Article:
When Marble Cliff Village Mayor Kent Studebaker paid a visit Friday, March 22, to former mayor Frank Monaco, it was more than just a social call.
Studebaker surprised Monaco with a resolution Village Council had passed honoring his three decades of service to Marble Cliff and naming the fountain on the Cambridge Boulevard island the Frank G. Monaco Fountain.
"I was overwhelmed," Monaco said. "It was a really nice surprise. I certainly didn't expect it. I was never looking for anything -- I just wanted to serve our wonderful community."
Over his 32 years as a village official, he said he "served in every position," including clerk-treasurer, council member, council president and mayor for eight years before his retirement in 2003.
"I got involved in the first place because the former mayor (Paul Falco) asked if I would help out with the books," Monaco said. "Going back to when I started with the village, we did everything (with our files) in a cardboard box. We'd have our meetings in a restaurant. It was a crude way to run a village.
"We've come a long way since then."
It is fitting to name the fountain after Monaco, since he was instrumental in having the fountain built in the early 1990s, Studebaker said.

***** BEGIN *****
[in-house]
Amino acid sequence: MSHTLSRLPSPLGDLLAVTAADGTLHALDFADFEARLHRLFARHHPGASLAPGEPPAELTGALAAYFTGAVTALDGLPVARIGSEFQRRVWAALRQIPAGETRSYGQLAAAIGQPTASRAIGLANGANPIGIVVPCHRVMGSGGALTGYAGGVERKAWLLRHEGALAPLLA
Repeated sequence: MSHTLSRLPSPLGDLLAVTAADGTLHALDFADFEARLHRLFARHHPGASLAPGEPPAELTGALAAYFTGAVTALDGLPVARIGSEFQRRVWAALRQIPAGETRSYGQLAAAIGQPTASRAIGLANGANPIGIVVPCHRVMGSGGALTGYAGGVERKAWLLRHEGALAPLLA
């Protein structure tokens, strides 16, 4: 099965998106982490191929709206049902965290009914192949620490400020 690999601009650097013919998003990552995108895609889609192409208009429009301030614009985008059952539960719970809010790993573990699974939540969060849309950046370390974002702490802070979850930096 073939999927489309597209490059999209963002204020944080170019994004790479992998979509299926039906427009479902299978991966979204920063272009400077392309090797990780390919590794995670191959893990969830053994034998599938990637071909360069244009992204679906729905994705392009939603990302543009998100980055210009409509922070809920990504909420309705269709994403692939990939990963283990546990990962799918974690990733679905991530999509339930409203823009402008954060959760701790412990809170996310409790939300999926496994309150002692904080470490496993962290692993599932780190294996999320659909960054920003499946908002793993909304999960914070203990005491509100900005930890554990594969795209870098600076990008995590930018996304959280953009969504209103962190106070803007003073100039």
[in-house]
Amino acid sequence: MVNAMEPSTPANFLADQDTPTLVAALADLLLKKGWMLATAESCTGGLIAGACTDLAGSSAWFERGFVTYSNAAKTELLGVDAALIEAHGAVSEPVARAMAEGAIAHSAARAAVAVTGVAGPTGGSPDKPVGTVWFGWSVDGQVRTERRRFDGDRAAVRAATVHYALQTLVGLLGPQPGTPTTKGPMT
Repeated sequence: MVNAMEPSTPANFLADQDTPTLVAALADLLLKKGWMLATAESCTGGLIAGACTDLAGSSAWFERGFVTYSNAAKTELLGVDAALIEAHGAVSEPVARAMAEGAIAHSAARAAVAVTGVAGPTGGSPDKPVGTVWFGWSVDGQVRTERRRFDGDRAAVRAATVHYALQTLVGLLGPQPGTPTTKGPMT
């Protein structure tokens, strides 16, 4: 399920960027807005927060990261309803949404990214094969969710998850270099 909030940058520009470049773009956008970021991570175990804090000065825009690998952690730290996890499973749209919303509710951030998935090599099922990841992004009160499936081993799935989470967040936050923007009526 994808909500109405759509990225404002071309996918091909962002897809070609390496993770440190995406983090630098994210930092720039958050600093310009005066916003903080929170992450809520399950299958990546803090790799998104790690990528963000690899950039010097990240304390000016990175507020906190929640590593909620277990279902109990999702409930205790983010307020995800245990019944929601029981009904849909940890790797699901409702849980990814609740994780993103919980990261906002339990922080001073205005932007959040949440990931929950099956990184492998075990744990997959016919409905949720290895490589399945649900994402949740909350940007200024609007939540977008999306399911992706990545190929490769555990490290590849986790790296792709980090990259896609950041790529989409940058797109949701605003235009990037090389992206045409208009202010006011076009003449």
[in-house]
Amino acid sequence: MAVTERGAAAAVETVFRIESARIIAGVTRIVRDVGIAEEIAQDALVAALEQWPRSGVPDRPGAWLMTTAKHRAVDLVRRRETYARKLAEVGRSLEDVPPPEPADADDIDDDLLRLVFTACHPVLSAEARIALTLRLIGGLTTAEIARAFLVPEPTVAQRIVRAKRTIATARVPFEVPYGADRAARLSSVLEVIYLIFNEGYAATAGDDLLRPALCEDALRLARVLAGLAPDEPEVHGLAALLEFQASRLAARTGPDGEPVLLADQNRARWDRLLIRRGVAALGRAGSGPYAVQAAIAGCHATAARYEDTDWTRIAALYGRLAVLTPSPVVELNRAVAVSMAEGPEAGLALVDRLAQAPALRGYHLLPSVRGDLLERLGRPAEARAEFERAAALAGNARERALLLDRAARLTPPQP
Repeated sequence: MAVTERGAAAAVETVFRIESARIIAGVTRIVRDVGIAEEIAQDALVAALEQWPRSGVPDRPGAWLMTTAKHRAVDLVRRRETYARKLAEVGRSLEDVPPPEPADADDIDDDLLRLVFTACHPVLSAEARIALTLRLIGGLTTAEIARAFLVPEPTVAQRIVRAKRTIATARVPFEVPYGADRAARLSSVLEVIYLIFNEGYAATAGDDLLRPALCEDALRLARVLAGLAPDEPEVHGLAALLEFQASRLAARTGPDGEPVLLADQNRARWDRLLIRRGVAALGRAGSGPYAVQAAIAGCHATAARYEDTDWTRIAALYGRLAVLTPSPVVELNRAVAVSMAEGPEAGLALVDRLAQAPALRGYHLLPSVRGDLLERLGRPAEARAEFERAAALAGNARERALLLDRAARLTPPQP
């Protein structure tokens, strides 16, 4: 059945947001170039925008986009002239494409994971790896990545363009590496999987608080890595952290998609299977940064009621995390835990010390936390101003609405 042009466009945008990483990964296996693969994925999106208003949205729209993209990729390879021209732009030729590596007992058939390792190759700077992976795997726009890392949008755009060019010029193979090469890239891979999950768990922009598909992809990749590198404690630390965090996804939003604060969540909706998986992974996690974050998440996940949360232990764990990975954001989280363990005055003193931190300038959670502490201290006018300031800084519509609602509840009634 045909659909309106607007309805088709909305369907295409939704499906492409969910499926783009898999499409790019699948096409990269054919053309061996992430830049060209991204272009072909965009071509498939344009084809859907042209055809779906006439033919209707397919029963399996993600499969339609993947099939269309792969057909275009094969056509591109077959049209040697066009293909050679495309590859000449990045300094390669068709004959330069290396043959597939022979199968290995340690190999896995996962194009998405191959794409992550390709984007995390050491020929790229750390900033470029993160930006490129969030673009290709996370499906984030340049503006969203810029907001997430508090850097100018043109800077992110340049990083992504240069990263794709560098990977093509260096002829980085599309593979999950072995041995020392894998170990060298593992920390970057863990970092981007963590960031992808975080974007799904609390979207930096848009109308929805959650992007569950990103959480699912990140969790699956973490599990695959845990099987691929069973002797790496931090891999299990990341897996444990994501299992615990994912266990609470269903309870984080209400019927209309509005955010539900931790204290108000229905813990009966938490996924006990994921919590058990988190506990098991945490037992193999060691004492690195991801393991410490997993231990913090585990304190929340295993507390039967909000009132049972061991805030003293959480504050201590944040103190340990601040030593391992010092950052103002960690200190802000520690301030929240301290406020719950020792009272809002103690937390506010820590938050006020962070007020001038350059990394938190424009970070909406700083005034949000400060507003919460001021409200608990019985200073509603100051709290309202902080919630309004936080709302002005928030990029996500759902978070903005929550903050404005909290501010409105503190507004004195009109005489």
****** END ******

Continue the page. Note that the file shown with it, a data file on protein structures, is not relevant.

Monaco said he was inspired by the tradition in Italy of having a fountain in the town square.
"It gives Marble Cliff a distinctive character," he said. "People know us now for our fountain."
Village Council members wanted to honor Monaco for his years of service and also because it is unlikely anyone will serve the village for as long and as well as he did, Studebaker said.
"He and Paul Falco were great mentors to me when I came on as a newly installed council member," he said. "Frank was always great at helping give direction and focus to the council and to help keep the village moving forward and remaining the neighborhood-type of community it remains."
Although he had strong opinions, Studebaker said, as council president and mayor, Monaco crafted a spirit of cooperation between council and the administration that remains the standard today.